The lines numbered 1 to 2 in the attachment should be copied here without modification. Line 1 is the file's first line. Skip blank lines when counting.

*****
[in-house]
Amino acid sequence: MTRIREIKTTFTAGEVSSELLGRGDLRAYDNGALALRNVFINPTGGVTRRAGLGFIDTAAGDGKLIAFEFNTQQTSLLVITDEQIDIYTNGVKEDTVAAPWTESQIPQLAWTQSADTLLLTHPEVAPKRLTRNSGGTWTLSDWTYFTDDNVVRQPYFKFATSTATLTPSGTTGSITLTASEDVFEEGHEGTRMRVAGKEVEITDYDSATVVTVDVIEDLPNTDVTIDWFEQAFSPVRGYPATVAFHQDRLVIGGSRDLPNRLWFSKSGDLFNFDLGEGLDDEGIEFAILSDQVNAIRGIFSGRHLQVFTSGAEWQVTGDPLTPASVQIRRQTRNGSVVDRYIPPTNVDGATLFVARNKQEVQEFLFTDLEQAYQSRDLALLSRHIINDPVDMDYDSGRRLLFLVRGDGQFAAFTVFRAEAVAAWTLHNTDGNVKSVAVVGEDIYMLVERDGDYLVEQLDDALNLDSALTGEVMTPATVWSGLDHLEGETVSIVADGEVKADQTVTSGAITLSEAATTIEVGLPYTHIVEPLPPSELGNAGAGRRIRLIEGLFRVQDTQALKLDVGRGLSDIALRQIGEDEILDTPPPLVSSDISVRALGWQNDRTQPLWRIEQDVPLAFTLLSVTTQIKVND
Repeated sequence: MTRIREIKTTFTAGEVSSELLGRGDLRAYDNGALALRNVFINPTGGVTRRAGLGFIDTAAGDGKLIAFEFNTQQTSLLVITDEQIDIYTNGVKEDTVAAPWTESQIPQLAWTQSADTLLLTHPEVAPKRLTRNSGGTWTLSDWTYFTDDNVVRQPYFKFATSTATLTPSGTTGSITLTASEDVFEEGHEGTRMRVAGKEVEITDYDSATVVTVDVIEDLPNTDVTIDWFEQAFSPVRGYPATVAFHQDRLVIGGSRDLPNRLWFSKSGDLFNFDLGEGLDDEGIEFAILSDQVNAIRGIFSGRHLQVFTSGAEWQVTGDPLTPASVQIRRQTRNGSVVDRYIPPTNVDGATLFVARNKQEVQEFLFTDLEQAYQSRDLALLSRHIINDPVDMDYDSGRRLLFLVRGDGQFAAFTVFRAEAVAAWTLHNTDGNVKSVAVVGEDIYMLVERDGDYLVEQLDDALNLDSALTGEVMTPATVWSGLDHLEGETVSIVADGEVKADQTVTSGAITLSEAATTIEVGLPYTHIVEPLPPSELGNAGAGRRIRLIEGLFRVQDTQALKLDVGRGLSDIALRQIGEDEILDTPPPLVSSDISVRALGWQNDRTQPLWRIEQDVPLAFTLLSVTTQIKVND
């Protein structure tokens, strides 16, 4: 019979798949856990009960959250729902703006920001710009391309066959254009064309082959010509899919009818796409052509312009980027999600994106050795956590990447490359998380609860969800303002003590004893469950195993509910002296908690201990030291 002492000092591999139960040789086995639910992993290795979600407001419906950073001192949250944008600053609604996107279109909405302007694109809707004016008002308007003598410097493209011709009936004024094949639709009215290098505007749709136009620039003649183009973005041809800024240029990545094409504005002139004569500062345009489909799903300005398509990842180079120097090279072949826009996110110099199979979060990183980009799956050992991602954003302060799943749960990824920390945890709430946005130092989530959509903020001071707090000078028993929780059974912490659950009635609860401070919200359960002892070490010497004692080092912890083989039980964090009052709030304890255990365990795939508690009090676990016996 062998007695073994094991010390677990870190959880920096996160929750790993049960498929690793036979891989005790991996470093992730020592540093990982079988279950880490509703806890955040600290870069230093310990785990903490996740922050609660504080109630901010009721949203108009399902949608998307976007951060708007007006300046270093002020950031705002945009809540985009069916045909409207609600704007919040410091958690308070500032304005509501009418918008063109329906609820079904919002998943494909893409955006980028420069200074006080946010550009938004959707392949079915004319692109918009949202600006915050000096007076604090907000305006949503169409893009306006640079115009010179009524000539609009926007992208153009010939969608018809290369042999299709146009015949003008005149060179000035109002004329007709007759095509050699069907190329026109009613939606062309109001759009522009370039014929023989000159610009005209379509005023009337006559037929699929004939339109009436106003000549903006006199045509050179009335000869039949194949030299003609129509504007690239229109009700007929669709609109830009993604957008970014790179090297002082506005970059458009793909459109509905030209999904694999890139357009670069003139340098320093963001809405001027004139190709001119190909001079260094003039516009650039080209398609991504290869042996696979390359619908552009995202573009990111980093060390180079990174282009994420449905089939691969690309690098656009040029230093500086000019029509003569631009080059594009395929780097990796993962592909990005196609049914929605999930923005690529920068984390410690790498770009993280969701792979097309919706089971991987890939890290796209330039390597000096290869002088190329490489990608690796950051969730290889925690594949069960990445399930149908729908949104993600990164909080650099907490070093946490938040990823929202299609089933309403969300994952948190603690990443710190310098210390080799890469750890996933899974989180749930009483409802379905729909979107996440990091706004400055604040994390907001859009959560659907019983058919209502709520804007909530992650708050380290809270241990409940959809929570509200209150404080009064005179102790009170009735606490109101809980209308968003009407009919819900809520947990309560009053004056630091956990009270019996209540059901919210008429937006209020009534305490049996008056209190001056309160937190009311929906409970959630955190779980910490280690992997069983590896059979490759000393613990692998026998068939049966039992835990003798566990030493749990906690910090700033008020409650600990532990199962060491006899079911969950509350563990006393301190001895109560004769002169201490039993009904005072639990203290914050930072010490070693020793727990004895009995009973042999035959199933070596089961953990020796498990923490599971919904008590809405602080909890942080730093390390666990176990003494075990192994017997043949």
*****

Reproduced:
[in-house]
Amino acid sequence: MTRIREIKTTFTAGEVSSELLGRGDLRAYDNGALALRNVFINPTGGVTRRAGLGFIDTAAGDGKLIAFEFNTQQTSLLVITDEQIDIYTNGVKEDTVAAPWTESQIPQLAWTQSADTLLLTHPEVAPKRLTRNSGGTWTLSDWTYFTDDNVVRQPYFKFATSTATLTPSGTTGSITLTASEDVFEEGHEGTRMRVAGKEVEITDYDSATVVTVDVIEDLPNTDVTIDWFEQAFSPVRGYPATVAFHQDRLVIGGSRDLPNRLWFSKSGDLFNFDLGEGLDDEGIEFAILSDQVNAIRGIFSGRHLQVFTSGAEWQVTGDPLTPASVQIRRQTRNGSVVDRYIPPTNVDGATLFVARNKQEVQEFLFTDLEQAYQSRDLALLSRHIINDPVDMDYDSGRRLLFLVRGDGQFAAFTVFRAEAVAAWTLHNTDGNVKSVAVVGEDIYMLVERDGDYLVEQLDDALNLDSALTGEVMTPATVWSGLDHLEGETVSIVADGEVKADQTVTSGAITLSEAATTIEVGLPYTHIVEPLPPSELGNAGAGRRIRLIEGLFRVQDTQALKLDVGRGLSDIALRQIGEDEILDTPPPLVSSDISVRALGWQNDRTQPLWRIEQDVPLAFTLLSVTTQIKVND